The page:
Wrapping large cuts of meat partway through the cooking time can help them cook faster, which is one of the reasons why the practice is so popular. Aluminum foil is one obvious choice, but many pitmasters prefer to use butcher paper or parchment paper instead. What’s appealing about these options, and is one any better than the other?
Butcher Paper vs Parchment Paper
When it comes to wrapping meat for the smoker, parchment paper takes a slight edge over butcher paper. It’s lightweight, versatile, and easy to find. It also allows the meat to retain a decent bark, which is important. One caveat: pink (or “peach”) butcher paper should yield results that are almost as impressive.
Why Wrap Meat in the First Place?
Proponents of the wrapping method, often called the “Texas crutch,” claim that it helps their pulled pork and smoked brisket retain moisture as it cooks. It can also make the cooking times easier to predict, since the temperature rises more quickly once the meat is inside the wrapper.
Raw meat contains a great deal of water. As it cooks, the moisture evaporates, which is why the meat weighs so much less afterward. When you wrap brisket in butcher or parchment paper, the dispelled liquid stays close to the surface of the meat, keeping it tender and moist.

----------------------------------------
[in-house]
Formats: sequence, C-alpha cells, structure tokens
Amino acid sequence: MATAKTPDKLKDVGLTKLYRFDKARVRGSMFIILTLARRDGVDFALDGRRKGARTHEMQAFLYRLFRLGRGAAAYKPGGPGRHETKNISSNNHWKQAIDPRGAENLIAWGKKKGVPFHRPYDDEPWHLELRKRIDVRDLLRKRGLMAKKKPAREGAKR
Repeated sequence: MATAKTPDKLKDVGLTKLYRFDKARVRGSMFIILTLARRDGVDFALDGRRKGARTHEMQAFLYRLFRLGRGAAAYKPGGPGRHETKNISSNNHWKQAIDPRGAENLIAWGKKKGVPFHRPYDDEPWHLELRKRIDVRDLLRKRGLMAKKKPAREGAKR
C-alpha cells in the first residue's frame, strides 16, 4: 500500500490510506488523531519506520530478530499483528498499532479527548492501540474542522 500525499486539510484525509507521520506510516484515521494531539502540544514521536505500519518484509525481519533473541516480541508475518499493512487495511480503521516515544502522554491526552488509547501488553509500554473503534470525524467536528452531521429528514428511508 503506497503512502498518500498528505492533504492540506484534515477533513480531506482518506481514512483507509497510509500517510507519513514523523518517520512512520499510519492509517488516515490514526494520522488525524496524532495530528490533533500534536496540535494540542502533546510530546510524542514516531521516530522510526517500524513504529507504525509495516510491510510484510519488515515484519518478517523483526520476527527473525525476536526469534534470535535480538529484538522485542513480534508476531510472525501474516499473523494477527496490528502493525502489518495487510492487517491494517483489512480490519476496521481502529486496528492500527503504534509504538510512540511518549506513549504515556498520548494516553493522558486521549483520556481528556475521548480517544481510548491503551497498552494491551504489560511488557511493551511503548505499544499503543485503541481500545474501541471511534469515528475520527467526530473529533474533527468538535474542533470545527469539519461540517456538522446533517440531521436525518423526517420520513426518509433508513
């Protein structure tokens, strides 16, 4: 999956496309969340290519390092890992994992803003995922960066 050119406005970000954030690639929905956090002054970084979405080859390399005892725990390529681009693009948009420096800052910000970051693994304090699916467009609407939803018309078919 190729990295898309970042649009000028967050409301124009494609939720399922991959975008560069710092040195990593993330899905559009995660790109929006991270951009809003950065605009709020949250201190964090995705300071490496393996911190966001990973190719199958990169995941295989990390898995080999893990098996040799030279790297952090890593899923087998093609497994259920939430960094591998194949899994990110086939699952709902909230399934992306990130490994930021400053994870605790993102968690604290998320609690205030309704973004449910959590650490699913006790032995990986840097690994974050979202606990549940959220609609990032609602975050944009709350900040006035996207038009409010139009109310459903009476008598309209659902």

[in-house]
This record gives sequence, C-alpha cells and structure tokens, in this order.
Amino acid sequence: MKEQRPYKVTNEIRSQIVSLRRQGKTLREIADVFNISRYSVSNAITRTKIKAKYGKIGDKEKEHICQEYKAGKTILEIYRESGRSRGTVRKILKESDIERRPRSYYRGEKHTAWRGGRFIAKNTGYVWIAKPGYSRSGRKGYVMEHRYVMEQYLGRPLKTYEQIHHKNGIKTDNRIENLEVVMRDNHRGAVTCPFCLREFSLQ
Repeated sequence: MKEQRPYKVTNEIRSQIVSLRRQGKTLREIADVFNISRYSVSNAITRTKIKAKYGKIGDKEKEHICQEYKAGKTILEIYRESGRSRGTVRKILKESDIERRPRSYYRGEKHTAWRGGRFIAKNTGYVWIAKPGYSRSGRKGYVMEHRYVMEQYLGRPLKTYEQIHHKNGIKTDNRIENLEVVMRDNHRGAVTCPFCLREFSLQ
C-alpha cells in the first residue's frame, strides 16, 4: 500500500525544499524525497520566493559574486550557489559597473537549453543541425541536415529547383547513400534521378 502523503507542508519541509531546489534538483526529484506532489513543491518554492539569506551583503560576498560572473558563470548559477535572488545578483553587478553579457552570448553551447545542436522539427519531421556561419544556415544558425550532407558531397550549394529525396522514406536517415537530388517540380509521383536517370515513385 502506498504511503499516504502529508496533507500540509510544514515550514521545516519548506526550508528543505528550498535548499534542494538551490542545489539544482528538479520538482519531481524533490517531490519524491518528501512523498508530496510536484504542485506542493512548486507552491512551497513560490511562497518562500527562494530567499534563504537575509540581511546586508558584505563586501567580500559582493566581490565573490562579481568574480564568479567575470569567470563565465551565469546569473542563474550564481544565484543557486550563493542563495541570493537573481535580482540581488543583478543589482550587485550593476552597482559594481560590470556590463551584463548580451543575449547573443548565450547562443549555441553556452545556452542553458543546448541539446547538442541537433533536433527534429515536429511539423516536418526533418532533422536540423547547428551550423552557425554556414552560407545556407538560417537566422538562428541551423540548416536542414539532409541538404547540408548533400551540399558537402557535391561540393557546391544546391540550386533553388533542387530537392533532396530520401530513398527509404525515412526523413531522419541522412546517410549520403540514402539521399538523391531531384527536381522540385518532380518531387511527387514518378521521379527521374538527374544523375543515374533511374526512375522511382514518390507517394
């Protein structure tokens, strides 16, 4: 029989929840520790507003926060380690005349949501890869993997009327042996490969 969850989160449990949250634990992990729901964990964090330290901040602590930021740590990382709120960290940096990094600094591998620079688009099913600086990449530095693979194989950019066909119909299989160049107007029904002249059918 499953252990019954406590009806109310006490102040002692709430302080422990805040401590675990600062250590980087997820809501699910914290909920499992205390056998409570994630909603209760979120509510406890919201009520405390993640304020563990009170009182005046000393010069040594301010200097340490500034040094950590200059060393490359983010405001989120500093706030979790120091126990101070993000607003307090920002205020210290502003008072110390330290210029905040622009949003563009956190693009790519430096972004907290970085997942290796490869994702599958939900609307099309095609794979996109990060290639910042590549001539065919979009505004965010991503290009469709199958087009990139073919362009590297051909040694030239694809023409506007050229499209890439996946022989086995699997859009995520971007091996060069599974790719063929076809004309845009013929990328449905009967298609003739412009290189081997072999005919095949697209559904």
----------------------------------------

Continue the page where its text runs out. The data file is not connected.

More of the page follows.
The method has another direct benefit: a faster cooking time. When you smoke a large cut like brisket or pork butt, it will appear to stop cooking when the temperature hits 150-160 degrees Fahrenheit. That’s because the evaporated moisture is cooling the surface of the meat faster than the smoker can keep up with it.
This temperature plateau, called “the stall,” can last 5 or 6 hours. That’s a long wait, and it can throw off your plans if you’re hosting a hungry crowd. Since wrapping the meat will impede the effects of evaporative cooling, the temperature will rise more quickly.
It’s also worth noting that the wrapper will act as a barrier against the direct heat of the smoker. Therefore, there’s no need to worry about dry meat or scorched patches on the bark.
Is It Necessary?